Quentin Tarantino's Once Upon A Time in … Hollywood took off to a fantastic $40 million in the US and marked a record opening for the director. That was enough to beat stablemate Spider-Man: Far from Home, but short of The Lion King's domestic top finish of $75 million. Sony's USA first-and-only opening is a rare strategy for a film with clear global appeal but looks set to pay dividends overseas next frame as widespread fan buzz adds to already glowing critical reviews.
Once Upon a Time has Leonardo DiCaprio starring as an actor on the last legs of his career while Brad Pitt takes a turn as his stuntman cum driver/handyman who spends much of his time working on his boss's house in the Hollywood Hills, just down the drive from the Roman Polanski and Sharon Tate’s (Margot Robbie) residence. The pair are thrown through the wringer in the world of swinging 60s Hollywood in ways that only this film's director could conceive. The film is reported to have cost $90 million to produce and Sony didn't cut any corners on advertising with a $110 million global campaign starting with a full-fledged assault at Cannes where a near-final cut screened in May. Tarantino and his two marquee stars are said to be receiving 30% of the film's gross, leaving the studio needing this one to be a global hit in order to turn a profit from theatrical sales. Awards talk began in earnest after its Riviera premiere and that could boost the film's stock significantly when streaming and televised distribution contracts come into play down the line.
This week's big domestic opener certainly was a win for high concept original filmmaking, but the global chart still belongs firmly to Disney's ever-present franchise sequels and remakes. Aladdin, now two months into its global run, just crossed the billion-dollar mark after a $9.9 million worldwide frame. Toy Story 4 meanwhile added $29.7 million in its 41 markets and at $917.92 is coming up on the nine-figure milestone as well. The Lion King, for its part, was the number one movie on earth for the second weekend in a row and did $218 million this weekend. King's global cume reached $962.6 million and should break the billion-dollar mark by Wednesday at the latest. Spider-Man: Far from Home is already over that mark, at $1,036.000.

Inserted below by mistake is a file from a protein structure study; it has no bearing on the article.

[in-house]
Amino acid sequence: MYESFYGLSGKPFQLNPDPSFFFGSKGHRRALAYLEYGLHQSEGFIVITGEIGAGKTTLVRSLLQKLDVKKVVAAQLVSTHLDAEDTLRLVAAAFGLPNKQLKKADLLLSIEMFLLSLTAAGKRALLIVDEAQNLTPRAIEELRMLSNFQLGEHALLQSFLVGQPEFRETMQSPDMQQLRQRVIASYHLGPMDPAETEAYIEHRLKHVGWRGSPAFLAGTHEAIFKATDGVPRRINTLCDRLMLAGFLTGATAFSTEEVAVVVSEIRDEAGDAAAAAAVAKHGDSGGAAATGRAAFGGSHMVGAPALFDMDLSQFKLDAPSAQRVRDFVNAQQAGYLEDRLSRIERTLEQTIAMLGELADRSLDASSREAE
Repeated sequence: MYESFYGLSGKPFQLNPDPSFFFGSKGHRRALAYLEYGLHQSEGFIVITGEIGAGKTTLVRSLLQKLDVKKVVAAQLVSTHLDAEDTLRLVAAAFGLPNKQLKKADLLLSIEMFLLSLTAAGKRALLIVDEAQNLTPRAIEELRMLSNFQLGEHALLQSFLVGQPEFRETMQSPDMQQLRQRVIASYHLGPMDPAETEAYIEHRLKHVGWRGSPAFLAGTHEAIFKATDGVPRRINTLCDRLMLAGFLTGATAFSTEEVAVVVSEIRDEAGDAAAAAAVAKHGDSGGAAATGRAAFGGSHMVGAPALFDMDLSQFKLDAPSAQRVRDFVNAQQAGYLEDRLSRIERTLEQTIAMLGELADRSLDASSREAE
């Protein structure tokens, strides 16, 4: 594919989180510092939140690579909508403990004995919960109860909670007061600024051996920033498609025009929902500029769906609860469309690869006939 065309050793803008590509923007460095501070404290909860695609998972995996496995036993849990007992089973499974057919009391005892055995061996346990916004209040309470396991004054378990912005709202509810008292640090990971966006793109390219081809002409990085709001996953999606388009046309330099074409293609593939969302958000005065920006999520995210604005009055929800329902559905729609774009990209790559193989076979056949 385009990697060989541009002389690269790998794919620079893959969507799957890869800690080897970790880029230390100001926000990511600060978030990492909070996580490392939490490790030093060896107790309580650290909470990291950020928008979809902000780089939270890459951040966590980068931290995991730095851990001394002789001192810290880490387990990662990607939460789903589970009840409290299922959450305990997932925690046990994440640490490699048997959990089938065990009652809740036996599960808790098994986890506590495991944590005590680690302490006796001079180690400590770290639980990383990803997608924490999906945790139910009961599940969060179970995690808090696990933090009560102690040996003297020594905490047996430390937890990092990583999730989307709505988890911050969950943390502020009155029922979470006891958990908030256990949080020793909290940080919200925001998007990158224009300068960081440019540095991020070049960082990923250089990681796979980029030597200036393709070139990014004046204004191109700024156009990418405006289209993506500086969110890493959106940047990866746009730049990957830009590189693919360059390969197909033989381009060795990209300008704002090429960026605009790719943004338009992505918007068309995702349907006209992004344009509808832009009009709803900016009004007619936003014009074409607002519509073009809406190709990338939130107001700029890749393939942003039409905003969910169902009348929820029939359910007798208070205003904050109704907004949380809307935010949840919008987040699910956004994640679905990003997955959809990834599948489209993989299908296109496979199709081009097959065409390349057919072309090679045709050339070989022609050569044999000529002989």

Together with Captain Marvel and Avengers: Endgame's historic tally, these last three hits have pushed Disney's theatrical earnings for 2019 to $7.67 billion dollars. That's enough for an all-time yearly income record for a single studio, set before the end of July. Three more massive films on the horizon will move that bar even higher. Maleficent: Mistress of Evil, opens on October 18. Then we have Frozen 2, the sequel to the biggest animated film of all time, on November 22. After that, Star Wars: The Rise of Skywalker starts on December 20. Even a very conservative projection of $3 billion between these films puts Disney's global earnings for the year in uncharted 11 figure territory. Films like Once Upon a Time in … Hollywood prove that the public still appreciates fresh and risky ideas, albeit even in this case from a director whose name is a brand of its own. But it's hard to see how long studios and their shareholders will continue to bet on these in the face of such gargantuan competition.
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